In recent years, the Africa growth success story has been somehow tampered: flagging foreign direct investments, lack of integration, economic recession and falling prices for primary goods. Yet the economic prospect is still excellent and there has never been so much money invested on the continent.
What is intrinsically happening on the ground: shift towards more specialized economies, regional integration, public reforms? Is the informal becoming more and more structured? How are global mega trends affecting African economies: politics, societal changes and large global topics (e.g Trade war, Brexit, or Chinese foray on the continent)?
This opening keynote panel will help the conference attendees make sense of these topics by touching upon the current state of African economies, the change affecting them and their likely outcomes.
Africa is a region with enormous potential for private investors. It is a continent in transition, with rapid urbanization, increasing stability, a young and growing population, rising incomes, and shifting consumption patterns. Taken together, these enduring trends have created an abundance of commercial opportunities across the continent and turned the region into a place that investors cannot afford to ignore. Yet given the scale and long-term nature of new investment required to meet rising consumption patterns, commercial bank financing alone will not be adequate to meet the expected demand for large-scale projects with associated high risks due to political, economic and social instability. Mobilization of investment from a wide range of sources remains critical.
Africa is full of entrepreneurial potential, from small family businesses in commodities to tech startups. Yet, the bottom line appears to be that job creation expectation rate for many countries still remains quite low and that (digital) entrepreneurship is not easy money, that it takes time, and that it is highly embedded within existing markets, institutions, infrastructure, and technologies. At the same time, after having leapfrogged the fixed line technology, embraced mobile and pioneered solutions which are now replicated elsewhere (mobile money), Africa is getting ready for the new digital revolution.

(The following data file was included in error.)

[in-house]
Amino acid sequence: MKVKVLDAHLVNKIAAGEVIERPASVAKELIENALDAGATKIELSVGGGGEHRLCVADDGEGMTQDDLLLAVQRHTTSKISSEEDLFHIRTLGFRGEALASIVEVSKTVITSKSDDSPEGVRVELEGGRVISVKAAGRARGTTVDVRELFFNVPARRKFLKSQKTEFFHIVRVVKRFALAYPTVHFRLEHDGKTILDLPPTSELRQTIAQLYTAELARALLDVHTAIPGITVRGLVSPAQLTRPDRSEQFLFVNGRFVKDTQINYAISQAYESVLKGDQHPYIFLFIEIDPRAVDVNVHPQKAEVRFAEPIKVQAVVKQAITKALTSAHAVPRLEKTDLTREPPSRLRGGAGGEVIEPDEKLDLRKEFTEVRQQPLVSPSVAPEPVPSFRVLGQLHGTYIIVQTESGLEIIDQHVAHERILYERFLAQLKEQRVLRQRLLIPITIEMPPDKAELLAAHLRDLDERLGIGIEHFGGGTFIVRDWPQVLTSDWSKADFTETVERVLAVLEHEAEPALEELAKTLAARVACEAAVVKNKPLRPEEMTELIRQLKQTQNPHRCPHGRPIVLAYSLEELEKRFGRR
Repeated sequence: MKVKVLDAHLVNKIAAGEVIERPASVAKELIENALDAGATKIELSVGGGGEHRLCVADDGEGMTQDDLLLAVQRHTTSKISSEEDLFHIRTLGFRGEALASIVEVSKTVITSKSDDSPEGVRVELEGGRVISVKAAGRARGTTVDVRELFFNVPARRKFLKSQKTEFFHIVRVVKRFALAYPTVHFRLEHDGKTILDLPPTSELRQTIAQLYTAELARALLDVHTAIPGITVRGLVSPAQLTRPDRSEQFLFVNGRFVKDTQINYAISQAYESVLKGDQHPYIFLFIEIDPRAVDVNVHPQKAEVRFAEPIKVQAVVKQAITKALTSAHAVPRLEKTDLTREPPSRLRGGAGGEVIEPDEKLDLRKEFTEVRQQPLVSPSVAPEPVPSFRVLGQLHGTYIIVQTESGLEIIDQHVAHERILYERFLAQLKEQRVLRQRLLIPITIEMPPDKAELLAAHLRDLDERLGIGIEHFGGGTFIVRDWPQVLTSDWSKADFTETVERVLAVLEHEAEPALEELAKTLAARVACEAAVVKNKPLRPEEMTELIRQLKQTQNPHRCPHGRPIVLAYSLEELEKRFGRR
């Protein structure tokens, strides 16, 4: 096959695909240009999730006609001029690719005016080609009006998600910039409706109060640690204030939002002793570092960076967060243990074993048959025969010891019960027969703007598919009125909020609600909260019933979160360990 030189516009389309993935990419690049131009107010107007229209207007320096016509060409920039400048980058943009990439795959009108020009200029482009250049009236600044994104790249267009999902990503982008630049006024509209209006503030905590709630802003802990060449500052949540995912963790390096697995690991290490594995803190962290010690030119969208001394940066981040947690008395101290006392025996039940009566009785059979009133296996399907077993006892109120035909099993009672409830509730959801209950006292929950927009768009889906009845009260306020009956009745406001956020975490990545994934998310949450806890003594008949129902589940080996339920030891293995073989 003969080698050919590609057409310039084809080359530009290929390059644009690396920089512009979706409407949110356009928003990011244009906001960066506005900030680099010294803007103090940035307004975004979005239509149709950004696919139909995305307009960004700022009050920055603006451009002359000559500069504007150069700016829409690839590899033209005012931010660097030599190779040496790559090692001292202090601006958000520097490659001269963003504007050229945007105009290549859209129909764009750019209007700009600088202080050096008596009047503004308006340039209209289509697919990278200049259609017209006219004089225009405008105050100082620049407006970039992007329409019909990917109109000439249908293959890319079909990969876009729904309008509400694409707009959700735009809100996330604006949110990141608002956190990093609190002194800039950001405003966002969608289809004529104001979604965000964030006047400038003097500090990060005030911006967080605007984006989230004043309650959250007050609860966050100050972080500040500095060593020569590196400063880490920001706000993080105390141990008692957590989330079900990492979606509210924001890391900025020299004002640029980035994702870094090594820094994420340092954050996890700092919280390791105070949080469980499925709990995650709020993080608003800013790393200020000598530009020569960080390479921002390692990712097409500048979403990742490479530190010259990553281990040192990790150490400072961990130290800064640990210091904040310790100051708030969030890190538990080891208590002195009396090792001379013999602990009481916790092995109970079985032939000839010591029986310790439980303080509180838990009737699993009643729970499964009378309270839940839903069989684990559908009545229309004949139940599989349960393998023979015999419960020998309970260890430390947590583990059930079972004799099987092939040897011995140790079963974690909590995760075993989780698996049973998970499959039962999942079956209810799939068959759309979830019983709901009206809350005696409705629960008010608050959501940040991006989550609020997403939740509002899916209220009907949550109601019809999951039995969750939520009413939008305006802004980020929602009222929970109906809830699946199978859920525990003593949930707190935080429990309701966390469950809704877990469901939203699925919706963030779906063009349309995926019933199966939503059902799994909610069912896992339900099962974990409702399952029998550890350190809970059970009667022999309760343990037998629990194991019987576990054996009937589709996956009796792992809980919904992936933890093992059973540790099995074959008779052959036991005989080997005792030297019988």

Leading African organizations is in many aspects not different from leading organizations across the world. Leaders need to identify and develop talents, make them work together and focus on the right challenges and opportunities. To scale, they also need to set up processes, organize information flow in their organization, coordinate priorities, while being more and more customer centric.
On the other hand, leaders need to consider African peculiarities stemming from the cultures and development levels of the places they operate in.
There is a stronger need for adaptability in locations where structured and formal information is sometimes expensive or lacking, where regulation enforcement might be feeble and non-transparent and where natural, social or political changes can happen suddenly. Also, companies are facing a workforce that has been evolving with its local society’s trends (more women, more repatriate and foreigners, more youngster joining the workforce…).
Ultimately, African companies like their peers elsewhere face the need to be better community actors in front of the local challenges (environmental change impact, education, capacity building, CSR…),
This panel will help attendees understand how leadership is evolving in Africa, and how best to apprehend the markets, as there is no one size fits all.
Why Africa? Why now? What to keep in mind when doing business in Africa?
This closing session, powered by McKinsey’s Acha Leke and drawing from his acclaimed book “Africa’s Business Revolution” will revisit what it takes to have a winning strategy on the African continent building on the concrete, actionable insights on doing business in the next big growth market shared throughout the day.
It will summarize all the key takeaways of our previous panels and draw perspectives.